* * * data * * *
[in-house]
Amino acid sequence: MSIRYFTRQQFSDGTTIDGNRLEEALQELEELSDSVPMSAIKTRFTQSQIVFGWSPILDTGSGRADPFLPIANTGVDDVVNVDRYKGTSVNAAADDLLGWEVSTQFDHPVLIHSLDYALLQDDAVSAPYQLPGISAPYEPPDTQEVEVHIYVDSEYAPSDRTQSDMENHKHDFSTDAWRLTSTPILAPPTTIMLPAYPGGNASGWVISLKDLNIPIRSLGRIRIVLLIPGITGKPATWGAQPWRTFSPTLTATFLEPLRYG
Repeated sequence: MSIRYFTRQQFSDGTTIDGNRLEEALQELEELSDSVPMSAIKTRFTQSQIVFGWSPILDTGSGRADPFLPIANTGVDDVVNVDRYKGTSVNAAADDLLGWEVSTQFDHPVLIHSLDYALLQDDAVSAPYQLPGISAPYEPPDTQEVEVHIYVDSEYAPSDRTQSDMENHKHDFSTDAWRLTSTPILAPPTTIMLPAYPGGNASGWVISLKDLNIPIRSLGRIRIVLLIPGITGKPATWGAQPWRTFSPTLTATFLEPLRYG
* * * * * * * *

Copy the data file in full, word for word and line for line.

[in-house]
Amino acid sequence: MSIRYFTRQQFSDGTTIDGNRLEEALQELEELSDSVPMSAIKTRFTQSQIVFGWSPILDTGSGRADPFLPIANTGVDDVVNVDRYKGTSVNAAADDLLGWEVSTQFDHPVLIHSLDYALLQDDAVSAPYQLPGISAPYEPPDTQEVEVHIYVDSEYAPSDRTQSDMENHKHDFSTDAWRLTSTPILAPPTTIMLPAYPGGNASGWVISLKDLNIPIRSLGRIRIVLLIPGITGKPATWGAQPWRTFSPTLTATFLEPLRYG
Repeated sequence: MSIRYFTRQQFSDGTTIDGNRLEEALQELEELSDSVPMSAIKTRFTQSQIVFGWSPILDTGSGRADPFLPIANTGVDDVVNVDRYKGTSVNAAADDLLGWEVSTQFDHPVLIHSLDYALLQDDAVSAPYQLPGISAPYEPPDTQEVEVHIYVDSEYAPSDRTQSDMENHKHDFSTDAWRLTSTPILAPPTTIMLPAYPGGNASGWVISLKDLNIPIRSLGRIRIVLLIPGITGKPATWGAQPWRTFSPTLTATFLEPLRYG